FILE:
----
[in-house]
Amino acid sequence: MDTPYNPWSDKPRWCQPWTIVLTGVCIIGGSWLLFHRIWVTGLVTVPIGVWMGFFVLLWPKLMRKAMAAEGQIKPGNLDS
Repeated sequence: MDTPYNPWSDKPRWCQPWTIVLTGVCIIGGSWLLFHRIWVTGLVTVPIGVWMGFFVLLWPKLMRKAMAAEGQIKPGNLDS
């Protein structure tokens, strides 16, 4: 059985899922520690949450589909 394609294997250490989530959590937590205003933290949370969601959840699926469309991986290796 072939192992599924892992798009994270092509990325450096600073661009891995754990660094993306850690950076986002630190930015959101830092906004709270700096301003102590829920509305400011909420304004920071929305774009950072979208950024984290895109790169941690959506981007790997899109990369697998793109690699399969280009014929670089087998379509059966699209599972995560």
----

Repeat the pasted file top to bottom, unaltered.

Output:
[in-house]
Amino acid sequence: MDTPYNPWSDKPRWCQPWTIVLTGVCIIGGSWLLFHRIWVTGLVTVPIGVWMGFFVLLWPKLMRKAMAAEGQIKPGNLDS
Repeated sequence: MDTPYNPWSDKPRWCQPWTIVLTGVCIIGGSWLLFHRIWVTGLVTVPIGVWMGFFVLLWPKLMRKAMAAEGQIKPGNLDS
């Protein structure tokens, strides 16, 4: 059985899922520690949450589909 394609294997250490989530959590937590205003933290949370969601959840699926469309991986290796 072939192992599924892992798009994270092509990325450096600073661009891995754990660094993306850690950076986002630190930015959101830092906004709270700096301003102590829920509305400011909420304004920071929305774009950072979208950024984290895109790169941690959506981007790997899109990369697998793109690699399969280009014929670089087998379509059966699209599972995560």